I have so much bubbling up inside me, whereas Dad has … what? Dad never bullies my rivals. He never comes to watch me swim, never once takes me to training. Dad never shows up to my swimming carnivals. Sometimes I wonder if he cares at all. There was one day, though, when Dad cared about something — a day when Dad was actually excited …. I was ten when Dad bought the business that was going to set us up good.
It was a plumbing business, a real money-maker. We poked around the big old barn of a warehouse. We were laughing, all of us. All the way to the bank. Dad never made any money, only lost it slowly. Then all of a sudden he was losing it fast. We were bankrupt. And no-one was laughing.
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We went to the bank but no-one was chuckling. The business was gone, and Dad was off. The house was repossessed soon after. She was the first woman to attempt the English Channel and she once raced against 17 men for seven miles in the Seine, placing third.
Her marketing platform was startlingly modern: She wrote fitness advice books for women—such as Physical Beauty: How to Keep It —pioneered nudity in film, choreographed underwater ballet, and starred in Daughter of the Gods , the first Hollywood film with a million-dollar budget.
She did her own stunts, high-diving from wires and escaping crocodiles. Her sex appeal helped usher in a new era of swimming, but women were still excluded from private pools, such as the luxurious one in the New York Athletic Club, and American women swimmers were not allowed in the Olympics until , when they swept the awards. When Gertrude Ederle swam the English Channel in at age 19, she broke all previous records—all held by men—and changed the way everyone saw women and water. Elite women swimmers became celebrities in the s and s, but mass media focused on their sex appeal, obscuring their legacies as sportswomen.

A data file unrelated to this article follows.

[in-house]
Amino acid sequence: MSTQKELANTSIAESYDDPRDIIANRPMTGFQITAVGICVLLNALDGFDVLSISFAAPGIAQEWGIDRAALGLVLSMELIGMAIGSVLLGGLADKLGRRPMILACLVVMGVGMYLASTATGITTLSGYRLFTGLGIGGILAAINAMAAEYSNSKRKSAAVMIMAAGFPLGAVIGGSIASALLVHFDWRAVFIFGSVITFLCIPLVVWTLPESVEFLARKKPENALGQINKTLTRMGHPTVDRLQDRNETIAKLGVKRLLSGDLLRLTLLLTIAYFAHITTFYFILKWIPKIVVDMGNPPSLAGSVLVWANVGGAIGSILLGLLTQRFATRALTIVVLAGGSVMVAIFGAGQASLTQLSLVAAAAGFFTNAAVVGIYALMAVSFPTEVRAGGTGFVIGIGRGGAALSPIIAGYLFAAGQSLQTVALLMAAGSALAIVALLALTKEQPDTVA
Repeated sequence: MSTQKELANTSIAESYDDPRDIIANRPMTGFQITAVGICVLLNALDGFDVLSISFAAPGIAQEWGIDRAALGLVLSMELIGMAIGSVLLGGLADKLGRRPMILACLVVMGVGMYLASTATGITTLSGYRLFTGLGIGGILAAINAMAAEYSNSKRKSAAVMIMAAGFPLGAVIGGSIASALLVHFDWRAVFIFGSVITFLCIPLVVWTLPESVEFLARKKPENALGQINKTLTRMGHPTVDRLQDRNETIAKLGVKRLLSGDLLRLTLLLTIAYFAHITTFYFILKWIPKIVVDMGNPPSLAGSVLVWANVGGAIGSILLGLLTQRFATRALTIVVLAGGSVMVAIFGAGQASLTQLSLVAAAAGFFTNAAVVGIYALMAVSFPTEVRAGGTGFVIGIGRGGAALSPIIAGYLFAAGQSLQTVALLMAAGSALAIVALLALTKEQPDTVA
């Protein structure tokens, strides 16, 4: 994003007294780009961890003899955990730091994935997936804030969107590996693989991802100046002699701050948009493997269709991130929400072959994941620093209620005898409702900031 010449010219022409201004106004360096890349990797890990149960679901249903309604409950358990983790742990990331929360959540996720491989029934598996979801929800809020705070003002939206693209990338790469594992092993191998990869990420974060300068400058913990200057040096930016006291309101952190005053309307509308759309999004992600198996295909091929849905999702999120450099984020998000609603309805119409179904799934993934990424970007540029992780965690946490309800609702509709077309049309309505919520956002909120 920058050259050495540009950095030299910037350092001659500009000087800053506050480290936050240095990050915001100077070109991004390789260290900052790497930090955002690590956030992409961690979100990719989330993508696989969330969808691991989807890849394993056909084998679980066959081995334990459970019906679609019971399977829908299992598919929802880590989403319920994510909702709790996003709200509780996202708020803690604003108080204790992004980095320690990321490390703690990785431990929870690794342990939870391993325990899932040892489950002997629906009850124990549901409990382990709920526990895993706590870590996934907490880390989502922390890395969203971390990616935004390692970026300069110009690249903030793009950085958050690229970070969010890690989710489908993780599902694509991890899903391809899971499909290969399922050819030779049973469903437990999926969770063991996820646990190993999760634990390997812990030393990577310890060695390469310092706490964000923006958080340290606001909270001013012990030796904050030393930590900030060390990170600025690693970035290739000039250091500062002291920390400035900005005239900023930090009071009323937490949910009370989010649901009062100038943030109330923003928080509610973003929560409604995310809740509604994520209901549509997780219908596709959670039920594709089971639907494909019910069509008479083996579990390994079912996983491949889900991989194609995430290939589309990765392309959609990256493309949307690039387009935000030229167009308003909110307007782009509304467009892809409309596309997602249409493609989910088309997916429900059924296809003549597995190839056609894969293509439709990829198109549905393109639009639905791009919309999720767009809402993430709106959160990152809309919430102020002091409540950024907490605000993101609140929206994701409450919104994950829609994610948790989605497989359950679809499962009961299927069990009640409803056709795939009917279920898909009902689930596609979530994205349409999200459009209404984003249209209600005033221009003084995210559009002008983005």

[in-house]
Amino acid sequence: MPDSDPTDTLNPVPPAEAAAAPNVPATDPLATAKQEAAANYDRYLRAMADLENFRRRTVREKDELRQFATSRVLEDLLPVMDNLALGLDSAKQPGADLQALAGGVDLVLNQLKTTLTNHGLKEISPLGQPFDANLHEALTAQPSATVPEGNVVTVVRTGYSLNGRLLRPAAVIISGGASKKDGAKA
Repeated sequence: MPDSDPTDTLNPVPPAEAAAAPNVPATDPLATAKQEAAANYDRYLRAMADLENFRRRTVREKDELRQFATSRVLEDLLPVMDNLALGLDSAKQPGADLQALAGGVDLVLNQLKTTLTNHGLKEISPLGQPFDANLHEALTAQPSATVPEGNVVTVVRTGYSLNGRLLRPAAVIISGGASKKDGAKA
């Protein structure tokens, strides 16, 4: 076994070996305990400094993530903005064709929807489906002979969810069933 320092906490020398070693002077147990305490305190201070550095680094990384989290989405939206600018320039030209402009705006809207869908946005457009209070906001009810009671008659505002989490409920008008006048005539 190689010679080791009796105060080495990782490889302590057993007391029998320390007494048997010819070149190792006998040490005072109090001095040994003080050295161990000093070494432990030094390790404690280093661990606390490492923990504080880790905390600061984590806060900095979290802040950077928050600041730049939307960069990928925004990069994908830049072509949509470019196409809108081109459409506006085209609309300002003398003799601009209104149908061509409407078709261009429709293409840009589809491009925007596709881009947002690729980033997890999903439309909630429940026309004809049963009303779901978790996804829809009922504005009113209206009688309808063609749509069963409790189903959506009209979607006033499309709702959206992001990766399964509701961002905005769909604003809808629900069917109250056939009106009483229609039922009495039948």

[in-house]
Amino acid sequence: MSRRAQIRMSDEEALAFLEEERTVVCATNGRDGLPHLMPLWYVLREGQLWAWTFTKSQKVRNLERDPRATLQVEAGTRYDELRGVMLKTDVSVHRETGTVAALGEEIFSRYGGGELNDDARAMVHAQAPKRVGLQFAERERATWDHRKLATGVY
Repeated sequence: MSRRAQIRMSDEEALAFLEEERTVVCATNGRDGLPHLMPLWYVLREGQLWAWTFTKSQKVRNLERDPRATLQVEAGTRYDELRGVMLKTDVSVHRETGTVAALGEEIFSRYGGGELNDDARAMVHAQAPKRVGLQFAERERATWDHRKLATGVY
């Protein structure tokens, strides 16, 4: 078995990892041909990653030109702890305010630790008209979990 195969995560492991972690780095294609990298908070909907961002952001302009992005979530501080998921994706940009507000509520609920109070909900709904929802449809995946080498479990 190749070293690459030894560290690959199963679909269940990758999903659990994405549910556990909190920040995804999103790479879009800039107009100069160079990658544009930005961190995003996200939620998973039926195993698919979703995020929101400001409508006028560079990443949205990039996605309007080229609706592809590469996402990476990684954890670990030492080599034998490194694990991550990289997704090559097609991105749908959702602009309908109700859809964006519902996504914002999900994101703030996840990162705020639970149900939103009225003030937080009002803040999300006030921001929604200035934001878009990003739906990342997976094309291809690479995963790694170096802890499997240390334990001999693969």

Like Holm, Esther Williams was destined for Olympic glory. The film memorializes Kellerman, but in-vents a rivalry between her manager whom the real Kellerman quietly married and a fictionalized suitor. Similarly, the film Dangerous When Wet plays fast and loose with the real deeds of Channel swimmers like Ederle and Florence Chadwick, framing the grueling swim as an improbable romance with a hand-some French champagne magnate who rescues Kellerman on his yacht.
Prohibitions date to the era of slavery, when masters forbade enslaved workers from learning to swim in order to prevent escape.
Instead, they built private pools, both club and residential, and swam in them instead. Tweet this. Today, 70 percent of African American children do not know how to swim and are almost three times more likely to drown by accident than white children. Hispanic children, too, are at risk, with total nonswimmers at 58 percent.
Marable told me that swimming needs to increase public awareness, encourage minority representation, and actively work to be more inclusive. Institutional bias goes hand in hand with inadequate media attention to deter people from swimming. And when women of any race or background compete, popular culture questions their femininity.
There it was in black and white, a complete validation of the negative voice playing on a loop in my head.
While her book is no feminist treatise, she offers important first-person testimony about the consequences of body-shaming media on young girls. Diversity efforts in swimming will have to address both a prime-time sports media that diminishes women and people of color and the structural inequalities influencing access and leadership. He tried to forbid boyfriends. It was Teri McKeever—the first female coach for the U. And above all, both female and male swimmers of the 19thand early 20thcenturies had to ply through bays and rivers that also served as city dumps.
Podcast: Download Duration: — New Books Network.
- Fighting the Current: The Rise of American Women's Swimming, 1870-1926;
- Fighting the current : the rise of American women's swimming, 1870-1926.